The Bermuda International Business Association announced the winners of its 2010 student essay competition two weeks ago.

Youngsters submitted 500-word articles answering the question, 'What impact can Bermuda's youth have on Bermuda's international business community?'

Essays were judged on the content, the ability to support a position or argument and the use of grammar.

Eight finalists were chosen, with the top three receiving $300, $150 and $50.

First prize went to Tania Gray, 13, of Bermuda High School for Girls, with BHS's Kathleen Watts, 15, in second place.

Joint third were Olivia Joell and Jennifer Ross of the Berkeley Institute.

Here is Ms Watts's second place essay. We will print the other two runners-up on Friday.

International businesses play a big role in Bermuda and its economy. These businesses fuel the economy by providing many job opportunities for Bermudians.

Furthermore, international business also aims to give back to Bermuda's communities by becoming involved and supporting social initiatives.

However, the youth can impact international businesses in both a positive and negative way.

Young Bermudians can positively impact international businesses by becoming active citizens.

Presently youths are volunteering at the aquarium and fundraising for health initiatives but these positive social endeavours should be happening more often.

We should be encouraging Bermuda's youths to reach out to our international businesses for sponsorship funds to create environmentally friendly youth groups.

Allowing this to happen will get young people off the streets and encourage them to help Bermuda's community by setting a good example for future generations.

These youth groups will help businesses by giving them a good public image as being eco-friendly and socially aware.

In Bermuda youths can also have a negative impact on Bermuda's international businesses by engaging in drug usage and gang violence.

Gang violence is the biggest problem we are facing in Bermuda.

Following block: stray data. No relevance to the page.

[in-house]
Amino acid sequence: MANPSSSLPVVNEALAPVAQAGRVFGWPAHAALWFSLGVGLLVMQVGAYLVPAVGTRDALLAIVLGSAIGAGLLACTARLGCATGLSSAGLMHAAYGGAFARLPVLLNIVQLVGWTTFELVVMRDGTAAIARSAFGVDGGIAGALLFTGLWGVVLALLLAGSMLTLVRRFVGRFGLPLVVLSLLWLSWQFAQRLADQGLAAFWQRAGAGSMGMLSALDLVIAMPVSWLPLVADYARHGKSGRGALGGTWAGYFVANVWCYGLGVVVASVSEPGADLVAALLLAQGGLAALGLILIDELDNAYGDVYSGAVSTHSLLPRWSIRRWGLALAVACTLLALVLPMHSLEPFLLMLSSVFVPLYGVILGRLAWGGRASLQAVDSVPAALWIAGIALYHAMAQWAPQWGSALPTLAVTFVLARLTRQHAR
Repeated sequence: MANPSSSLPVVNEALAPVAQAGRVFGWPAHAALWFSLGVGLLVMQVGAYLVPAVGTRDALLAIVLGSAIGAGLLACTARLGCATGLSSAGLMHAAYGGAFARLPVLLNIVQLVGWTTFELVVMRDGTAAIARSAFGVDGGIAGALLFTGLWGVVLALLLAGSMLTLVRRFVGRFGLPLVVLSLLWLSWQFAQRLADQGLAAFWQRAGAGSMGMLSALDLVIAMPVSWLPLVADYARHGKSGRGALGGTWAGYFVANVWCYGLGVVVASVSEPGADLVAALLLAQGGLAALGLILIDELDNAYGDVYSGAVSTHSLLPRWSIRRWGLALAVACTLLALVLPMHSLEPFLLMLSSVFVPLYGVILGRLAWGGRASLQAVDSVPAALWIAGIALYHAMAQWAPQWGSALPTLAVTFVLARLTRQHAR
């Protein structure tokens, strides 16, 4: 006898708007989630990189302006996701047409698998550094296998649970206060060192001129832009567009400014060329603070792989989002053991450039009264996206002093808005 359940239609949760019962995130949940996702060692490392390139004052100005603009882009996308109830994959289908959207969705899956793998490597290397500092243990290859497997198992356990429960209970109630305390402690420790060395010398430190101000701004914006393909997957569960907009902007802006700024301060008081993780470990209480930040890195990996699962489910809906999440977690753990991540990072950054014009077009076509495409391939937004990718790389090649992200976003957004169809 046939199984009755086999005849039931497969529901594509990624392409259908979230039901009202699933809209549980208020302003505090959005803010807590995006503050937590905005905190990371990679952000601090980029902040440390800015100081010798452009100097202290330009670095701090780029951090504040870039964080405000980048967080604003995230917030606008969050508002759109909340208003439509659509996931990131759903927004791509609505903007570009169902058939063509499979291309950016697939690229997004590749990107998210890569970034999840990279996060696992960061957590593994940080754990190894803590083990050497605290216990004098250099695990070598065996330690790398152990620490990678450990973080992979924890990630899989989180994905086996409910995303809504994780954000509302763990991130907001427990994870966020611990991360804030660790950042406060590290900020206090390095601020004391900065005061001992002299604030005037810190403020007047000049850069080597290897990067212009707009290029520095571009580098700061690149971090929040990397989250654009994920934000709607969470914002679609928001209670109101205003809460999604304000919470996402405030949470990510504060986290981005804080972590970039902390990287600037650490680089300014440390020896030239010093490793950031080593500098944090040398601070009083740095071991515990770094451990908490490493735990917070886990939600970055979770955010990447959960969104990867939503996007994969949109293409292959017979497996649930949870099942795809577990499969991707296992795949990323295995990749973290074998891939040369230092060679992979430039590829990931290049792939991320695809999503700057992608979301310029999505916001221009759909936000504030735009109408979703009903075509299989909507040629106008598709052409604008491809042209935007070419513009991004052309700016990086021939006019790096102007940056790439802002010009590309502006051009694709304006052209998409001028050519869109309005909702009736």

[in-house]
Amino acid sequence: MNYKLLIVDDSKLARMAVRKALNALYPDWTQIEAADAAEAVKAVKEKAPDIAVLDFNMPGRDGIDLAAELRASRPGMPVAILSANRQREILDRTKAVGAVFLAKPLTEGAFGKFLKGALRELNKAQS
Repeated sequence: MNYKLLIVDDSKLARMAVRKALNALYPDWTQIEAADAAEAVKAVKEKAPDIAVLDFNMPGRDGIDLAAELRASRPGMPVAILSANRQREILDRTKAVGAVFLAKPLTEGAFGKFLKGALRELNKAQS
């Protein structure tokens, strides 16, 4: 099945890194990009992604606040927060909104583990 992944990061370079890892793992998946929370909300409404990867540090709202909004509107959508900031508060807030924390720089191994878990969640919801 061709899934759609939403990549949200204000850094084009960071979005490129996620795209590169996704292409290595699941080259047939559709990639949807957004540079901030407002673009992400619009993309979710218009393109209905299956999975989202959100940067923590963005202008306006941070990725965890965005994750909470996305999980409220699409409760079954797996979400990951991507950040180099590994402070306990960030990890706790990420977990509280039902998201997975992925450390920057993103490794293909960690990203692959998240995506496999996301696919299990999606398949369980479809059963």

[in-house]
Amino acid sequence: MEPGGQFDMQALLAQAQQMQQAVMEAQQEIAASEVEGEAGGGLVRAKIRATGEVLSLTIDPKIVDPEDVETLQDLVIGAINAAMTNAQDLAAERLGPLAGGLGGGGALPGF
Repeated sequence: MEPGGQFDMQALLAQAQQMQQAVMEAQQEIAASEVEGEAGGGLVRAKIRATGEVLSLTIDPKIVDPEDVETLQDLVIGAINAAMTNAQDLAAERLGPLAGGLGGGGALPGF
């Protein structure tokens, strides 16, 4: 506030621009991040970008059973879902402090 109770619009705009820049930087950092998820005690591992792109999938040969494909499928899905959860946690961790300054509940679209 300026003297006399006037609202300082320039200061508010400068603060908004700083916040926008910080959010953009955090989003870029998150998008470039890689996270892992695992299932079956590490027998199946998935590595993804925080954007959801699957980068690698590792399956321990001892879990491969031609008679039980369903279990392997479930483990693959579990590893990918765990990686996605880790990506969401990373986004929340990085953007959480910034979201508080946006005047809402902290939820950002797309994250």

It affects international businesses as employees may not feel safe working in a community where youth violence is not under control.

To help this situation the Bermuda Government could set up awareness groups to teach youths the dangers and risks they take by participating in illegal gang and drug activity.

If international businesses feel the government and the youths are actively fighting against gang violence and drug abuse they may be more likely to keep their business in Bermuda.

By funding these sorts of things, Government can make Bermuda a safer island and can help mentor a lot of young Bermudians, thus turning this negative into a positive.

In conclusion, I believe that the youth in Bermuda should be encouraged to take advantage of the opportunities that are out there and try to set an example for the future generations by increasing the positive impacts we have on international businesses and getting rid of the negative impacts we have on these businesses.

Bermudians as a whole should take advantage of the opportunities that we have, such as financial aid for students and working professionals to continue their education and the social programmes funded by many international businesses.

There are currently more international workers promoting clubs such as Big Brothers Big Sisters when there should be more Bermudians looking to inspire our youths.

Hopefully by becoming more involved as a nation, Bermuda and its youths can put together a united front that will work to keep international businesses in Bermuda and excited to help our economy and island prosper.